The prevalence and characteristics of childen growing up with relatives in the UK
Characteristics of children living with relatives in England: Part I
• This briefing paper is the first in a series, from an Economic and Social Research Council (ESRC) funded research study. The study explores the prevalence and characteristics of children growing up in kinship care in the UK using 2011 Census microdata (grant ES/K008587/1).
• This paper explores the main characteristics of children growing up in kinship care in England.
• Kinship care remains the most prevalent form of non-parental care for children who are unable to live with their parents in England.
• At the time of the 2011 Census, there were just over 11.3 million children (0-18years) living in England. Of these, an estimated 152,910 (1.4%) children were living in kinship care.
• In other words, in 2011, one in 74 children in England were growing up in the care of relatives.
• Since the last Census in 2001, the kinship child population had grown at a rate of 7%, resulting in 9,543 more children in kinship care in 2011.
• The 7% growth in the kinship child population is more than three times that of the population growth rate of all children in England, which was 2% over the same time period.
• The highest regional prevalence of kinship care (1.7%) was seen in Greater London and the North East.
• The highest regional growth rates in the kinship child populations between 2001 and 2011 were seen in the South West (40%) and the South East (24%) regions.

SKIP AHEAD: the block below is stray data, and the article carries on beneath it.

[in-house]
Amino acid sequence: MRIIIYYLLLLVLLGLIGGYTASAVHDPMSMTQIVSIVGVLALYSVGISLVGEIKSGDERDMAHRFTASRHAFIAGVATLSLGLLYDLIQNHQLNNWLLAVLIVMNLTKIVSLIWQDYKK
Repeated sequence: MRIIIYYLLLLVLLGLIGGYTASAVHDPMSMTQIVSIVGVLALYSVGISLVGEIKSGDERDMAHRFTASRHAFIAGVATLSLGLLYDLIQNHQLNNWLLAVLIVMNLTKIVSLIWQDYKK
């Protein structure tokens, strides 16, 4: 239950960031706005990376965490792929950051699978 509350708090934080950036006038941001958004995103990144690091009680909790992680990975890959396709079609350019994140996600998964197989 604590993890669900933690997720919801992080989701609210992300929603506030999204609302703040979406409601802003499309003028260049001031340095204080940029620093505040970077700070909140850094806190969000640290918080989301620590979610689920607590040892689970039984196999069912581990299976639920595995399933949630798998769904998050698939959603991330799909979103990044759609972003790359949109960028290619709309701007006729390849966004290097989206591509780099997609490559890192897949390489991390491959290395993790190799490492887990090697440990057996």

• Nearly one in three (32%) children growing up in kinship care in England were non-white. In the population of children growing up with at least one parent, 24% were non-white.
• The highest prevalence of kinship care was seen within the black ethnic group. One in every 37 black children was growing up in the care of relatives.
• Despite kinship care still being the predominant option for children who are unable to live with their parents in England and despite research evidence that children living in kinship care have better outcomes than children fostered by non-relatives, the results of this study show that a large number of children in
kinship care are affected by poverty and deprivation.
• Forty percent of all children in kinship care in England were living in households located in the 20% of the poorest areas in England. This is an improvement of only 4% since 2001, which implies that the financial burden on kinship families still remain an area of concern.
• More than three quarters (76%) of the kinship children were living in a deprived household. The high prevalence (4%) of kinship children in the most deprived households in England and the low prevalence (0.7%) of kinship children in the households with no deprivation indicate a pressing need for support and services to be provided to these children and their kinship families.
• One in two (51%) children were growing up in households headed by grandparents whilst 23% were growing up in households headed by a sibling. The remaining were growing up in households headed by another relative, such as an aunt, an uncle or a cousin.
• Compared with children growing up with at least one parent, children in kinship care were nearly twice as likely to have a long-term health problem or disability that limited their day-to-day activities.